Your Guide to Happier Relationships
When I first became a certified life coach, I wanted to figure out how to combine my past career as an artist with my new career as a coach. I began offering process painting workshops. Here’s how it worked: participants were given 12 colors of tempera paint, a variety of brushes and sponges to paint with, and large sheets of paper. After guiding them through a meditation to help them access their inner child, I’d play relaxing music and encourage them to let go and paint. The goal was to release their inner critic and enjoy the process without focusing on being “good at art”. The results were breathtaking. Clients had breakthroughs about relationships and jobs they were stuck in. Many went on to change their lives for the better.
I stopped doing those live workshops to focus on serving more clients across the globe. Now I work mostly via the internet, doing virtual workshops, and coaching by the phone or Skype. But recently, I began thinking about offering those workshops again. I miss the in-person connection and the incredible results. I do plan to integrate a painting workshop into my next live coaching event.
In the meantime, I decided to give my new beau a painting set for Chanukah, and we spent an hour painting together last week. It was a wonderful experience. Here’s the painting we did. Can you guess which side I painted?
In all fairness, he had never painted before. He was the one who suggested we share one piece of paper. He kept looking over at my side and feeling bad that he wasn’t good at art. I told him to tell his inner critic to take a hike, and for him to just enjoy the process. After a bit, he was able to relax and we both found the shared experience to be delightful.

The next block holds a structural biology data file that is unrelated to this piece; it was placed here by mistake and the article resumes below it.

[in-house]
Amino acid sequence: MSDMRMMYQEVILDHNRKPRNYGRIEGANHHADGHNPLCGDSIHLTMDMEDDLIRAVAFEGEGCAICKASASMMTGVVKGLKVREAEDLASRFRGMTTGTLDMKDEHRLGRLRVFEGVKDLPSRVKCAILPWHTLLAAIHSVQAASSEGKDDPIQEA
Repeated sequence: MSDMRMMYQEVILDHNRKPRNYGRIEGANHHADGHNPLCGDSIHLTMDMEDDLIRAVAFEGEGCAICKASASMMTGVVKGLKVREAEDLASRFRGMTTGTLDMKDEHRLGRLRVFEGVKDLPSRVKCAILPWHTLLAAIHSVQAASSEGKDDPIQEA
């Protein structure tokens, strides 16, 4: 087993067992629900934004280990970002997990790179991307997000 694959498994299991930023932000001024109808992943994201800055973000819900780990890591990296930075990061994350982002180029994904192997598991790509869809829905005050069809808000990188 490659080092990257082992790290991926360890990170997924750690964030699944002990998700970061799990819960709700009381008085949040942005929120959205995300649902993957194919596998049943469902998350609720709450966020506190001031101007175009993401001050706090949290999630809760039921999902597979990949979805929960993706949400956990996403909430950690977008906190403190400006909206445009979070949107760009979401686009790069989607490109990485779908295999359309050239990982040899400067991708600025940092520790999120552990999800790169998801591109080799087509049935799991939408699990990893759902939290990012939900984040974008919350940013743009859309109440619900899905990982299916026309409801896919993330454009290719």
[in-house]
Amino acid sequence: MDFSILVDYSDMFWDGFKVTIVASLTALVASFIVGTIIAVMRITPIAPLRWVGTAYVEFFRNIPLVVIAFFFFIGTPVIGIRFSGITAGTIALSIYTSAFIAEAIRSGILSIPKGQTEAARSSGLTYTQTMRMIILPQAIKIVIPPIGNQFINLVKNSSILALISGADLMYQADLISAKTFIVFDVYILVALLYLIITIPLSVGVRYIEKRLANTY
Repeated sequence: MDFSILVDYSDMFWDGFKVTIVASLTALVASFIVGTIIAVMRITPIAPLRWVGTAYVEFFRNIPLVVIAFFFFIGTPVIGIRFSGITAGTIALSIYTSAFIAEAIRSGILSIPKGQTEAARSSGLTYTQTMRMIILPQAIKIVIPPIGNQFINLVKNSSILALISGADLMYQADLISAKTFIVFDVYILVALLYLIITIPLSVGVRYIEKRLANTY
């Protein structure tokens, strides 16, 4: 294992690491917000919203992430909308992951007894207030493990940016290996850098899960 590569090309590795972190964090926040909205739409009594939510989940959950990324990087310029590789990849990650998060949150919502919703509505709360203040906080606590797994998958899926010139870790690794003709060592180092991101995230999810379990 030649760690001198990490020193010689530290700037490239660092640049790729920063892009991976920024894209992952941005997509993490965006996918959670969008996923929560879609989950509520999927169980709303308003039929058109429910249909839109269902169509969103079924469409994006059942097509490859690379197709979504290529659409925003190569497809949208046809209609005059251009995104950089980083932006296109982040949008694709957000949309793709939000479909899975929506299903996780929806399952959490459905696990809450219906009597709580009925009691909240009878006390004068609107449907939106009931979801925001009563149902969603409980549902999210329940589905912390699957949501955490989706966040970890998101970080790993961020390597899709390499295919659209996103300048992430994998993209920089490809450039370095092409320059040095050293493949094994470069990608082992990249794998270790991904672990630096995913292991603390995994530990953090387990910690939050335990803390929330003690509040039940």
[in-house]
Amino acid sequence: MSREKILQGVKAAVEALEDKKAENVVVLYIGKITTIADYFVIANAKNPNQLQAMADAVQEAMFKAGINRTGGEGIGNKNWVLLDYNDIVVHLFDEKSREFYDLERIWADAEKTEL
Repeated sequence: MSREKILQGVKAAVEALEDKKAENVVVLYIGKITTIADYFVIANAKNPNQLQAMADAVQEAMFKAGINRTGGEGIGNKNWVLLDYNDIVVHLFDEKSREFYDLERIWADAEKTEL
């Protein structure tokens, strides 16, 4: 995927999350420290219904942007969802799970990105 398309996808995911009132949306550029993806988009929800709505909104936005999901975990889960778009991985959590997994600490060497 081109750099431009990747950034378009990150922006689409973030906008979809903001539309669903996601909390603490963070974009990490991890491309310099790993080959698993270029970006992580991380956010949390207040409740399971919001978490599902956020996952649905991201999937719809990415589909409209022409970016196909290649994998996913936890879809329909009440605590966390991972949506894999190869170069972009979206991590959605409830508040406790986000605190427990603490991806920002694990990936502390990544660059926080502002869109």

You can learn a lot about someone when you paint with them. I marveled at his willingness to take a risk and paint side-by-side with someone far more experienced. I would have been doing a lot of “compare and despair” if I were him.
When we finished, I asked him to describe the experience of painting this way. Then I asked him to find the parts of the painting that he was drawn to and what they meant to him. Late that night when he was alone and relaxed, he painted again. This time, he was more relaxed and enjoyed the process even more.
You might want to try painting in this way at home. Whether or not you paint, I wanted to to give you a gift, a guided meditation. I hope it brings you more joy and peace this hectic holiday season. So, when you’re ready, please find a quiet spot, read through the meditation, and try and remember it as you close your eyes and take some deep breaths. Or even better, you can ask a trusted friend to read it to you. I want you to take a few moments for yourself. You deserve it.
Go back to a time when you were young and carefree. Look around you. Let yourself wander around your childhood world. Relax into this time and place. Take a deep breath. Breathe easily and effortlessly. Feel the sights, sounds, and smells of this time and place. Notice what’s vibrant and vivid here. Notice what’s fuzzy and vague. As you spend time wandering around this space and time, ask yourself the following questions. Notice which ones you have answers to.
What do you love to do?
What delights you?
What comforts you?
When are you most at peace?
What are the things that light you up?
What are the things that you’re drawn to?
When are you most happy?
When you’re ready, say goodbye to this time and place and come back to the present. Take a minute to jot down what you discovered that brought you joy and peace and connected you to what makes you feel alive.
What did you discover? In adulthood, we often lose sight of what makes us come alive. It’s important to reconnect to your childhood joys every now and then. I believe it’s the secret to a wonderful life and to happier relationships.